What rights do I have as a fixed-term employee?
The 2002 regulations provide that employers must not treat fixed-term employees less favourably than similar permanent employees with regard to pay, conditions of service and pensions, and place restrictions on the repeated use of fixed-term contracts.
You have the right not to be subjected to any detriment, act or failure to act by the employer on grounds that you are a fixed-term employee. In addition, all workers have specific protection from discrimination at work under the Equality Act 2010. You are protected whether you are permanent, fixed-term, full-time, part-time, supply or agency.
Am I covered by the regulations?
The regulations apply to all staff employed on fixed-term contracts.
Supply teachers who have an employment contract with an employer are included, as are staff who have been introduced to a school by an agency but then enter into an employment contract with a school, local authority or academy trust.
Early career teachers (ECTs) employed on fixed-term contracts during their induction year will be covered by the regulations.
Agency workers who are engaged directly by an employment agency are specifically excluded by the regulations unless they are employed on an employment contract with the agency.
Similarly, students on training courses will not be able to rely on the regulations.
What contractual terms and conditions should I have as a fixed-term employee?
Employers are not prevented from using fixed-term contracts in the first place but they are prohibited from giving less favourable terms and conditions on the basis of your fixed-term status, unless they can objectively justify the treatment.
This means that you have the right on a pro rata basis to the same pay and other contractual provisions, such as pay and paid bank holidays, as your permanent counterparts. You have the same access to grievance procedures and the same rights under disciplinary and capability procedures.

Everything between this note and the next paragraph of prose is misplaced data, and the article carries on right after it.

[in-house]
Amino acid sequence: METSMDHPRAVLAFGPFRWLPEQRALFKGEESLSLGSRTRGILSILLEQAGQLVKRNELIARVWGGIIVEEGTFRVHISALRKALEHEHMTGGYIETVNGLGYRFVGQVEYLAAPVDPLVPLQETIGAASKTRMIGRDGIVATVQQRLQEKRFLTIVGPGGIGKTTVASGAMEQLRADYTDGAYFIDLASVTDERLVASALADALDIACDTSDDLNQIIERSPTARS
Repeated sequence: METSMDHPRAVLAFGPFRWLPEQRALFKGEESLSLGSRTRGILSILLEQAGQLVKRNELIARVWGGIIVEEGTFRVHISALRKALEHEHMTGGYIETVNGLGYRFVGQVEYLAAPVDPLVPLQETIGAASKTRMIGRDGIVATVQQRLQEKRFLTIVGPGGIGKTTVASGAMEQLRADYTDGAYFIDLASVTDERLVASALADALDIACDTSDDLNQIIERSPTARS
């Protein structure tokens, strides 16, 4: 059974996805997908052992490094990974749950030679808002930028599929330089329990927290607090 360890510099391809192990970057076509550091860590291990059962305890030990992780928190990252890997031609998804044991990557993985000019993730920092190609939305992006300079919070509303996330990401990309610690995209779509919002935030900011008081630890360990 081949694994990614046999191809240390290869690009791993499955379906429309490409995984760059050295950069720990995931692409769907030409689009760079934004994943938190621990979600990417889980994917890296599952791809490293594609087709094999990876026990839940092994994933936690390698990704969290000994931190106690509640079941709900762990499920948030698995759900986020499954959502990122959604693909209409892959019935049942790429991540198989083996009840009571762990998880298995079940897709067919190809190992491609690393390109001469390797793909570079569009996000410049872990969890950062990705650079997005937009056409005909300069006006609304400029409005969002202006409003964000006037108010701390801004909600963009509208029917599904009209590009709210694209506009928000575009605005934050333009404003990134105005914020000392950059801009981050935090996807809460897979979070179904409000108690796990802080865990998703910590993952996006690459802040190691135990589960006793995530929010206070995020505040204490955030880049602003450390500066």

When a fixed-term contract ends on the date specified in the contract, the employer will not normally need to give notice although it is good employment practice to do so. If there is no specified end date but a task ends or the substantive post-holder returns earlier than expected, notice must be given by the employer in accordance with the contract.
If you are a teacher employed under the Burgundy Book (the national agreement on teachers’ conditions of service in England and Wales), employed for more than one term and you are not covering for a permanently appointed teacher, the usual notice periods apply should you or your employer wish to terminate the contract before it expires.
What statutory employment rights do I have as a fixed-term employee?
Your employer should not treat you less favourably on the grounds of your fixed-term status in the way it applies statutory employment rights to you.
Entitlement to a permanent contract
The 2002 regulations include a mechanism for restricting the use of successive fixed-term contracts – this is not allowed to last longer than a combined period of four years. A fixed-term employee who has been engaged for four years on two or more fixed-term contracts will be entitled to become a permanent member of staff, unless the use of a fixed-term contract is objectively justified.
How can I, as a fixed-term teacher, become permanent?
You will become permanent if you accrue four years' continuous service on two or more fixed-term contracts with the same employer unless the previous fixed-term contract or the renewal is justified on objective grounds.
If you are a teacher employed on a full-time fixed-term or temporary contract, you automatically pay pension contributions to the Teachers’ Pension Scheme unless you choose to opt out.
Access to training
The regulations state that employees on fixed-term contracts should have the same opportunity to receive training as permanent employees unless less favourable treatment can be justified.
Notification of vacancies
The regulations also state that employees on fixed-term contracts have the right to be informed of available vacancies at their workplace.